•  Mud, mud, glorious mud
  • Nothing quite like it for cooling the blood
  • So follow me follow, down to the hollow
  • And there let me wallow in glorious mud.

- The Hippopotamus Song

Do you have childhood memories of splashing in mud puddles?  Or making mudpies and letting them bake in the sun? How about letting squelchy mud ooze through and tickle your toes?  Not only is playing in mud a whole lot of fun, but it has great benefits for kids (and adults!) too. More and more of children in today’s world are finding themselves inside being sedentary, rather than getting outdoors and engaging in unstructured nature-based play. Because of this, there’s a grassroots movement focusing on getting kids back outside where they can discover, take risks, connect with nature and get dirty of course!  And mud play is one of the most satisfying ways to do this.

What are the benefits of mud play?  Here are just a few…


  • Playing in dirt builds a stronger immune system.
  • Kids are happier and more relaxed when they’re playing outside.
  • Children learn best when they use all of their senses – something that mud play definitely allows for.
  • Playing in nature helps children develop resilience and learn to how to take measured risks.
  • Mud play encourages open-ended play and creative thinking.
  • Mud play is soothing and has therapeutic qualities.
  • Mud play with friends helps to develop social skills such as sharing, turn-taking and negotiating.

Mud play at preschool doesn’t have to mean having a dedicated space for mud play (though a mud kitchen is definitely a great project to aim for with the children!)  Start small by heading outside after (or during) the rain.  Splash, squelch, make mess and talk with the children about how the mud feels and sounds.

If it hasn’t been raining for a while, fill a water-play tub with dirt and water and make mud with the children.  Or, dig a small mud patch with the children to splash around in.  If a permanent mud kitchen is something that sounds more appealing, have a look at these inspiring links:

What materials can be added to enhance mud play?

After the children have spent time exploring the possibilities of the mud without tools, ask them what equipment and tools they want to add to their play.  Ideas could include:

  • Tools to move the mud – shovels, buckets, rakes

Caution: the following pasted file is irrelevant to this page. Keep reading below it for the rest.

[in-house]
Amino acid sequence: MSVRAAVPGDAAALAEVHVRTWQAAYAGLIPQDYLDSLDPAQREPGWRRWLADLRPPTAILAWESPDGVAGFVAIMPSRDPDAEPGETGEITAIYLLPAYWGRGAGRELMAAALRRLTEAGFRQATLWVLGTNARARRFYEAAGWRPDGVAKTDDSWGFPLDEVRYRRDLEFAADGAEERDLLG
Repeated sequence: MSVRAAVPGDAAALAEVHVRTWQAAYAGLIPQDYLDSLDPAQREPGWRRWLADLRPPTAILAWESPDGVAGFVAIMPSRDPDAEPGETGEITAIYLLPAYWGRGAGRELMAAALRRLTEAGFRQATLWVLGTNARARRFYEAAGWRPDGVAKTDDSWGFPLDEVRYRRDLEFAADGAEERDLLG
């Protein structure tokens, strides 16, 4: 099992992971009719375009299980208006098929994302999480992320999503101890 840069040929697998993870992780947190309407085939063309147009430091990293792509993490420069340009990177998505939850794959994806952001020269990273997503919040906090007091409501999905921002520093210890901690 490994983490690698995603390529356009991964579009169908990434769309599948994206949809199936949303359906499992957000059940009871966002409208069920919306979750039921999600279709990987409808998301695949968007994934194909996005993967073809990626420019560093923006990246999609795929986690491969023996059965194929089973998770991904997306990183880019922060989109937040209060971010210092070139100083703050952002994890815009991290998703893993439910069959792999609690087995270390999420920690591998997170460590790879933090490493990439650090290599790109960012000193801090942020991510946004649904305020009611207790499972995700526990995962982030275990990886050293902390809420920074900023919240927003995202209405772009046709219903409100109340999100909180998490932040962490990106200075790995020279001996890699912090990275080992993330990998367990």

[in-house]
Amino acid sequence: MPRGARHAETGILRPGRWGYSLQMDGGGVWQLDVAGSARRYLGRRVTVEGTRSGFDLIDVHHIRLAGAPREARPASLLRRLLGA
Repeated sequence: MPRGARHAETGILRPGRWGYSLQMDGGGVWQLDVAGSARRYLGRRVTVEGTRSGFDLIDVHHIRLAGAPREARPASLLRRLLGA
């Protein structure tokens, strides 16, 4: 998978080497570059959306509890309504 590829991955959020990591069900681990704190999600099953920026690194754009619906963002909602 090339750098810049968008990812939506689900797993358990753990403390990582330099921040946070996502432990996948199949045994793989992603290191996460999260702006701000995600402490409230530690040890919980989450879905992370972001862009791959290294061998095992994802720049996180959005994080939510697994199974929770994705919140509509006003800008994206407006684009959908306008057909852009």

• Vehicles such as diggers and excavators
  • Paint brushes and buckets for mud painting
  • Cooking equipment – pots and pans, cake tins, ladles, cutlery, pasta drainers, old Tupperware
  • Loose parts – plumbing pipes, plastic guttering, funnels, tubes
  • Natural items – sticks, stones, cut herbs, flowers, leafy branches, seed pods

Want even more muddy fun?  Take part in International Mud Month

International Mud Day began in 2009 when the students of Bold Park Community School in Australia connected with children from the Panchkhal orphanage in Nepal to celebrate the wonders of mud. Ever since, schools from around the world have taken on the challenge to play in mud each June.  However because many schools are on holidays at this time of the year, 2015 will mark the beginning of International Mud Month.

Schools and preschools are encouraged to establish a connection with a school community across the other side of the world – just as the children from Australia and Nepal did in 2009. The main goal of the day is to connect children and communities around the world through the joy of playing in nature and mud.

You can find more information here.


This article is written by Wenone Hope (Australia).

Wenone was born and raised in the farming region of Wagga Wagga. Being a teacher for 13 years, she has a background in Early Childhood education, Special Education, Early Intervention and ESL Teaching.

Wenone is currently teaching in the Blue Mountains of Australia, abd is also an Early Childhood Consultant at Lipa Learning. In the past she has developed a curriculum for young ES learners, and has also been a Preschool Educational Leader in the Blue Mountains, an ESL teacher in the Czech Republic, and a Primary School Educational Director in Canberra.

Wenone is an advocate for inclusive education, where diversity in the classroom (and life) is celebrated. When she’s not in the classroom, she’s out hiking and camping, playing roller-derby, travelling, or enjoying a good book.